Prime Cuts: We Rise, Generous Portion, Mountain High
Overall Grade: 3/5
Blessed with a special syrinx, Cageless Birds are perched to deliver to a range of worship sounds coming from their new 10-song album "We Rise We Bow." However, they have decided to follow the current trend by not releasing the record in one setting. Rather, coming in two instalments, "We Rise" was released on June 21st, while "We Bow" will hit the cyber shelves on October 11th. "We Rise," as the titular directs, helps us lift our gaze up to God with 5 newly crafted worship songs from the collective. Careless Birds, founded by Bethel Music's Jonathan and Melissa Helser, is a missional community in Sophia, North Carolina. The community is dedicated to manifest the love of God through schools, worship gatherings and retreats.
Just like their entry ("Ain't No Grave") on Bethel Music's latest album, the music of Cageless Bird has an Americana edginess to it that truly sets them apart from other worship teams. Such a rootsy hue is evident in the title track "We Rise." Here Jonathan Helser puts his grainy tenor on a Zac Brown-esque number that gorgeously captures the paradoxical nature of Christ's teaching: "We rise by bowing, We live by dying/When we give what we could never keep/We gain what we will never lose."
"The Reason," featuring newcomer Phyllis Unkefer, can be filed in the oversized cabinet of nondescript worship ballads. While the Chris Miller-led "Glorious" is slightly better with its singalong chorus enhanced by the voices of the collective's ensemble. "Mountain High" cycles the lead vocals back to the Heslers. The swirling strings and Melissa's strikingly angelic vocals give this song an elevated feel that is so befitting of the lyrics which speaks of God's transcendent presence.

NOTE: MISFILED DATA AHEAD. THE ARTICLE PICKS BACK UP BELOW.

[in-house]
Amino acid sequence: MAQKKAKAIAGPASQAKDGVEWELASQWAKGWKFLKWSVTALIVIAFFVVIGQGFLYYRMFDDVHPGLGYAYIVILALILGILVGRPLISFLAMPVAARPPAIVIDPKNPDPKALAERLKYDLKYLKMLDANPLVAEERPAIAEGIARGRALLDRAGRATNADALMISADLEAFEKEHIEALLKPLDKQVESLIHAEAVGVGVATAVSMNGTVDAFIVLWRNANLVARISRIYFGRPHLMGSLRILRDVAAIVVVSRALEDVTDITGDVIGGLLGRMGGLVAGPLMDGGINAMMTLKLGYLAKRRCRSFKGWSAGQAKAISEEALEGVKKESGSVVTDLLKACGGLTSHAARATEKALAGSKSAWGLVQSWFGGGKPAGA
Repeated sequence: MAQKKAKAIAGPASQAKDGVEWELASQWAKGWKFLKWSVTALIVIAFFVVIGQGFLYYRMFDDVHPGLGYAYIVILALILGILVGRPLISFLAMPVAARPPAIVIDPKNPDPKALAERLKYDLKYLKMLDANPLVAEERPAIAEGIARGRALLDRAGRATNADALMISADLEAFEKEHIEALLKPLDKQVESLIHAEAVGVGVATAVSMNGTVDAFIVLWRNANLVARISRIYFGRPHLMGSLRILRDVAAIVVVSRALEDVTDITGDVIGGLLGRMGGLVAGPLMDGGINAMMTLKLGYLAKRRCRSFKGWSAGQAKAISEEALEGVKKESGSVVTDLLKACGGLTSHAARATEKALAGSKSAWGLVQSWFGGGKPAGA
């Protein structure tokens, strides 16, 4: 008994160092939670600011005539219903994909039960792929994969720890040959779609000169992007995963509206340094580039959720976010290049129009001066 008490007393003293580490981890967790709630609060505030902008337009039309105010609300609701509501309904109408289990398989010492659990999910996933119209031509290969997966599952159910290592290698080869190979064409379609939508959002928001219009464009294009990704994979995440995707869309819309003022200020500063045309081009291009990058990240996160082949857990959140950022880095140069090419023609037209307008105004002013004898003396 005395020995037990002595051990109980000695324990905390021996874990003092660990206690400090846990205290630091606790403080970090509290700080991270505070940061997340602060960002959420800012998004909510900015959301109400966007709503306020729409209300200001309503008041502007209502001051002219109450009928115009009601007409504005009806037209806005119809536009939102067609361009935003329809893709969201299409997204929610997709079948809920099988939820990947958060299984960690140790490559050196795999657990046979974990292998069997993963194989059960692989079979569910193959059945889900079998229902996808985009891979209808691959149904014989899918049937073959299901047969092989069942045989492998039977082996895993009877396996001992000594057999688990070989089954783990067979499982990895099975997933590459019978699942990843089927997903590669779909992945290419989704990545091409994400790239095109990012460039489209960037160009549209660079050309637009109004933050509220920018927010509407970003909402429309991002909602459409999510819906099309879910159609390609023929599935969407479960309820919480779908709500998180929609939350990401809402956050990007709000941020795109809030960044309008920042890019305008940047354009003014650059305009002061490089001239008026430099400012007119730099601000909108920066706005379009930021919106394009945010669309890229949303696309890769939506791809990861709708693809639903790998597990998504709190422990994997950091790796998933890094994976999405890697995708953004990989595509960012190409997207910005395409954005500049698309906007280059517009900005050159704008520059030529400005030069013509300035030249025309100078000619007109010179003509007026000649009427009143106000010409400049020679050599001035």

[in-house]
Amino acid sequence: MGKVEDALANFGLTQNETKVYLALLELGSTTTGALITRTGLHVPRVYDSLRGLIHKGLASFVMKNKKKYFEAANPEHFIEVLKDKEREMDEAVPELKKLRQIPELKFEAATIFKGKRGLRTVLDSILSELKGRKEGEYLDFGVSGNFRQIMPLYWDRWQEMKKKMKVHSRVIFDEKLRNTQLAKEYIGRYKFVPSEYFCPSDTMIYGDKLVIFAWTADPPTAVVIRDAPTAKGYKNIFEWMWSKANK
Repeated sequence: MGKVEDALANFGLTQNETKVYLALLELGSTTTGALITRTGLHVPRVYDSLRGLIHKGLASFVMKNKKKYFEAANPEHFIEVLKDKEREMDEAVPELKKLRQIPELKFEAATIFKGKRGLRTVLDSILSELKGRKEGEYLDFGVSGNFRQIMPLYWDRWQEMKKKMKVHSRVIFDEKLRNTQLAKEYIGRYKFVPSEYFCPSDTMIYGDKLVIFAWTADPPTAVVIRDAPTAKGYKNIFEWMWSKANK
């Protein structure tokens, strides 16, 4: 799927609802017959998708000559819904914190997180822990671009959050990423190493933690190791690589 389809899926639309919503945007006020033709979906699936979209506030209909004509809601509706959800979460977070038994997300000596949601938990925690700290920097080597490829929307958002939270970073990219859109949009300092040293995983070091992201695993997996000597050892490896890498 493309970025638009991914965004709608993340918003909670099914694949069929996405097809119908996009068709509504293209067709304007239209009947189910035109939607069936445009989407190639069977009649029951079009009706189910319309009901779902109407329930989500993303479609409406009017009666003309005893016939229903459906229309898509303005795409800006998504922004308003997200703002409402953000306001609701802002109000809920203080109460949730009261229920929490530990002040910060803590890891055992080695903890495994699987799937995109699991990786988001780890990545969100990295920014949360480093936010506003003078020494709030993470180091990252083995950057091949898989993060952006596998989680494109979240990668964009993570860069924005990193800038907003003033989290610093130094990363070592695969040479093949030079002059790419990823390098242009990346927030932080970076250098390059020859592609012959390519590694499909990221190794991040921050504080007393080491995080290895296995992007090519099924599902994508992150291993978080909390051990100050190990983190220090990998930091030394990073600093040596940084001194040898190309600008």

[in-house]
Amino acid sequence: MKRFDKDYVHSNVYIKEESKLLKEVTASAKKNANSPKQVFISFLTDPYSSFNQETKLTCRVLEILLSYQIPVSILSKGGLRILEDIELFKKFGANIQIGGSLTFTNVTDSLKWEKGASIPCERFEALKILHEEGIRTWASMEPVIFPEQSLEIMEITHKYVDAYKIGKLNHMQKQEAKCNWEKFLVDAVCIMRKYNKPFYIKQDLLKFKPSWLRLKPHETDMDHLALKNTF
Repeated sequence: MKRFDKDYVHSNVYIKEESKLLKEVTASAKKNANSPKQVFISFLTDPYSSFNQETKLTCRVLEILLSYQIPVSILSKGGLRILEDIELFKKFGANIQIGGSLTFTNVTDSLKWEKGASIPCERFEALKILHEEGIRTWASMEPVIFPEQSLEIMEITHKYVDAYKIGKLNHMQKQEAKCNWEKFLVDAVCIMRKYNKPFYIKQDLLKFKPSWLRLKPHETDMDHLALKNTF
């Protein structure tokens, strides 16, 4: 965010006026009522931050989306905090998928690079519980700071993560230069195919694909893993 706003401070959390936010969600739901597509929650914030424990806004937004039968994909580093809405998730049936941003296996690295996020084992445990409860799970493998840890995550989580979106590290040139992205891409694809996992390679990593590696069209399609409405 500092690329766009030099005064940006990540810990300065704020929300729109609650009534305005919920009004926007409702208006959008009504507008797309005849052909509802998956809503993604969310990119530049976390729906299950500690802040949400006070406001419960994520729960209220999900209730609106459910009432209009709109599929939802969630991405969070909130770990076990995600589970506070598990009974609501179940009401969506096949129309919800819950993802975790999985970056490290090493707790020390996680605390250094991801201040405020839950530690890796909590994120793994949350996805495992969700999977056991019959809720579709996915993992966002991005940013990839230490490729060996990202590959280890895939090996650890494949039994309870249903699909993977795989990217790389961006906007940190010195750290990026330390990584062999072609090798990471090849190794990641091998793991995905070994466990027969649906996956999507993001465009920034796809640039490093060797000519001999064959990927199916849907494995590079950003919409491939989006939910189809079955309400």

Somehow troubling is the closer "Generous Portion." Easily, the song's melody and Rosemary Skaggs' execution of it crown this song with sublimity. In fact, it's the best out of the 5 songs. But the problem is with the words. A worship song needs to be clear and theological precise. However, one is not too clear about the lyrics here: "Nothing can stand against us/We've overcome the darkness/We will not surrender/For less than Jesus paid for/He's giving back what's stolen/We can hardly carry the generous portion." Is the song advocating the fact that Jesus is just a conduit in restoring blessings to us? If so, what does that make Jesus, an errand boy in delivering greatness to us? So, who is ultimately great here: us or Jesus? And what does it mean that "we can hardly carry the generous portion"?
"We Rise," in short, is quite an uneven record. Yes, there are moments of excellence. Then, there are some songs that are so vanilla that they are a no-bother. And then there's "Generous Portion"- a song that brims with so much potential if only the lyrics were revised and clarified.